During last night's player introductions, I found myself sounding a familiar refrain. As the names, numbers, and faces of the Bulldogs' starting lineup flashed across the scoreboard in sequence, I seemed to say the same thing after each one: "Boy, we need him to have a good game. . . . Boy, we need him to have a good game. . . . Boy, we need him to have a good game. . . ."
Have no fear, Bulldog Nation. He had a good game.
Been there. Done that. Got the T-shirt.
It had been a topsy-turvy opening weekend of college football already. Mississippi State gave Louisiana State the most competitive game you will ever see that ends with a final score of 45-0. In between cutaway shots of a pitcher not throwing a perfect game, Washington raised some eyebrows on Friday night. Earlier in the day on Saturday, the Big Ten Network gave its viewers their money's worth when Appalachian State made me look like an idiot for being the lone BlogPoll voter to rank Michigan No. 1. (In my defense, I routinely admit that I have no idea what I'm talking about most of the time.)
It has been a long and difficult offseason for the 'Dawgs, filled not only with such embarrassments as the usual maddening arrests for sophomoric behavior and such disappointments as the loss of Paul Oliver over academics, but also with shows of disdain and disrespect. National commentators denounced Georgia as a second-tier power in spite of scads of contrary evidence. Fans of opposing teams showed up to talk trash. Big Ten bloggers indicated that they held the Red and Black in low regard and considered it a long shot for Georgia to replicate last season's 9-4 record. South Carolina fans stated that they did not consider the Bulldogs to be one of the Gamecocks' three toughest opponents.
By kickoff, I didn't want the win for all the usual reasons. I didn't just want it so I could update the Mark Richt Victory Watch and justify my team's No. 14 ranking in the BlogPoll. I wanted the win because I wanted the respect that would come with the win.
Just a little bit.
I wanted the win because it would remind everyone that, despite a seven-week downcycle in the middle of last season that produced three shaky victories and four genuinely troubling losses, the Classic City Canines still are one of the 11 winningest programs of all time and the top S.E.C. program over the course of the last decade and the last half-decade.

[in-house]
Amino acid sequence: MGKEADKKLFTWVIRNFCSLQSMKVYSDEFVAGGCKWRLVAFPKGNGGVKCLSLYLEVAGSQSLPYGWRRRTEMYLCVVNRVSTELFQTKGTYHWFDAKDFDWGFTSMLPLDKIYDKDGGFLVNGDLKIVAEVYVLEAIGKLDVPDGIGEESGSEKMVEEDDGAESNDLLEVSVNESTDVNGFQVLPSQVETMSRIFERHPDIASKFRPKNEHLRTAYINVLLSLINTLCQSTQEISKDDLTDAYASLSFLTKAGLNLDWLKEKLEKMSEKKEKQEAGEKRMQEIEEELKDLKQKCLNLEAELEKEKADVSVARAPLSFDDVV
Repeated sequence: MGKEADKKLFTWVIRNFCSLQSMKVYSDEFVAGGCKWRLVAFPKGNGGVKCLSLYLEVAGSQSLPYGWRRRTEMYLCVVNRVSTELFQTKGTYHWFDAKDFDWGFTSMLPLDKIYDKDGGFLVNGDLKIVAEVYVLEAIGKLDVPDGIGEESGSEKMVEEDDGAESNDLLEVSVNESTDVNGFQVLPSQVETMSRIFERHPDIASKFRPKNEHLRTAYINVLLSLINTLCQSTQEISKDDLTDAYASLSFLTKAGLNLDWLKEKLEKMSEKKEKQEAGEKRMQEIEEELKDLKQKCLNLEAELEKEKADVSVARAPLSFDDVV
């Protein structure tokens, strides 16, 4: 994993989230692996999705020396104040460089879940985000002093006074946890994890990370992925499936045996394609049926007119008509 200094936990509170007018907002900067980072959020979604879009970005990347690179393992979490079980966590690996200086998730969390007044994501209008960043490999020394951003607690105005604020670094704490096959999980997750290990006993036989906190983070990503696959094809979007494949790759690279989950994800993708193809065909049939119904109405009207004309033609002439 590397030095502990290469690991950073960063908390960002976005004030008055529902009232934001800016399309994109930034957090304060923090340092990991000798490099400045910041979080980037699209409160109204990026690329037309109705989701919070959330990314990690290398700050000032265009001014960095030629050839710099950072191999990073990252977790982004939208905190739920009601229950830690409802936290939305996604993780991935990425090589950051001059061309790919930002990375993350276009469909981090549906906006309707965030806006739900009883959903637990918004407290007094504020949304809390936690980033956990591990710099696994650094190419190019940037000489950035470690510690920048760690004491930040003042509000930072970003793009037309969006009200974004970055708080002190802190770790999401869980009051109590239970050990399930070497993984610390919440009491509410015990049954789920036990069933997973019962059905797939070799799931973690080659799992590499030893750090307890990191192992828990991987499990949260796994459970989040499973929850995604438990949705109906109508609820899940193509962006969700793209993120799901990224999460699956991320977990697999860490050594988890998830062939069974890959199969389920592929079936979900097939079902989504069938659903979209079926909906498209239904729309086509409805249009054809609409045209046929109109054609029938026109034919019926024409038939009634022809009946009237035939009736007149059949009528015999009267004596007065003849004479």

I wanted the win because it would remind everyone that Mark Richt is one of only five S.E.C. coaches to have posted four straight 10-win seasons, one of only six coaches to have won two S.E.C. titles in his first five years, one of only nine coaches in Division I history to have won 60 or more games in his first six seasons, and a two-time Southeastern Conference coach of the year.
I wanted the win because it would run Coach Richt's record to 33-6 between the hedges and to 26-2 against out-of-conference opponents.
Bulldog Nation needed the win to remind the world that Georgia is a fixture in the college football firmament, not a flash in the pan. We needed the win . . . and we got it.
Posting this picture never gets old!
Oklahoma State proved to be a worthy opponent, much more so than a casual glance at the final score might indicate. This was not a case of a Boise State team that was still a year away from being ready to make a splash on the national scene wilting beneath the glare of the spotlight. The Pokes came ready to play, with dangerous skill players and a good game plan.
Unlike Jared Zabransky two years earlier, Bobby Reid did not shoot himself in the foot. He played intelligently and well under the circumstances, but the Georgia defensive front, tired of hearing about its youth and inexperience, refused to give Reid time to maneuver. Although O.S.U. gained nearly as many first downs (16) as the host squad (18), constant pressure from the 'Dawgs limited the Cowboys to 266 total yards and permitted the visiting team to convert only three of 13 third-down tries . . . and none of their trio of fourth-down attempts.